Swedish telecom equipment company Ericsson posted a stronger-than-expected fourth-quarter profit yesterday, promising deeper savings as it announced 5,000 job cuts.
The company, which released the results more than a week ahead of schedule for a fourth consecutive forecast-topping report, also failed to give a specific business outlook. That gave analysts some pause for thought.
Ericsson made an operating profit of SEK9.2 billion (Dh3.9bn) in the quarter, excluding restructuring costs of SEK3bn and including a capital gain of SEK0.8bn.
The outcome compared with SEK7.6bn a year earlier and a median forecast in a Reuters poll of SEK6.7bn, excluding non-recurring items of SEK1.4 billion.
"The fourth quarter is very, very strong," said Greger Johansson, an analyst at Redeye.
"But at the same time, they take away the planning assumption and increase savings, and that implies their view of 2009 has been lowered," he said.
"They do not give much guidance, and I think that some people will get worried about the fact that they do not say anything about 2009." Ericsson's closest rivals – Nokia Siemens Networks and Alcatel-Lucent – have forecast for the market to shrink this year as telecoms operators cap spending and Asian rivals put pressure on prices.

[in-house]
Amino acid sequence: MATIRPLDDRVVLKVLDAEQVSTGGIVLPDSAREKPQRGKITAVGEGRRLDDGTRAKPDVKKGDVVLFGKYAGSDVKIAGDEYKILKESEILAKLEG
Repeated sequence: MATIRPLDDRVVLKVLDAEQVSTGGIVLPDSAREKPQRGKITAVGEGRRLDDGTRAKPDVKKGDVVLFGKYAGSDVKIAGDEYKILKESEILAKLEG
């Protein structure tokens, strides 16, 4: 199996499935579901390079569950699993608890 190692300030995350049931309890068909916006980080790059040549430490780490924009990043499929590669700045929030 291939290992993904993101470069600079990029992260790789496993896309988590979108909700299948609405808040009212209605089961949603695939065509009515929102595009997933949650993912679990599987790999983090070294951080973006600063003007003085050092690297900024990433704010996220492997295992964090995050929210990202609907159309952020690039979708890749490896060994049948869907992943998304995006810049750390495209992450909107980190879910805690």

Only this month, Nortel Networks, North America's biggest telecom gear maker, filed for bankruptcy.
Ericsson sales shot up to SEK67bn, from SEK54.5bn a year earlier, exceeding a median forecast for SEK56.7bn.
Chief Executive Carl-Henric Svanberg said there was good demand for the group's entire portfolio across the world, although he also acknowledged currency movements were a factor in the fourth quarter.
Svanberg said the global financial crisis was so far not affecting the mobile infrastructure market much as operators had healthy financial positions and traffic was growing briskly.
However, he warned the crisis was likely to have an impact this year.
"To date, our infrastructure business is hardly impacted, but it would be unreasonable to think that this would be the case in 2009," Svanberg said.
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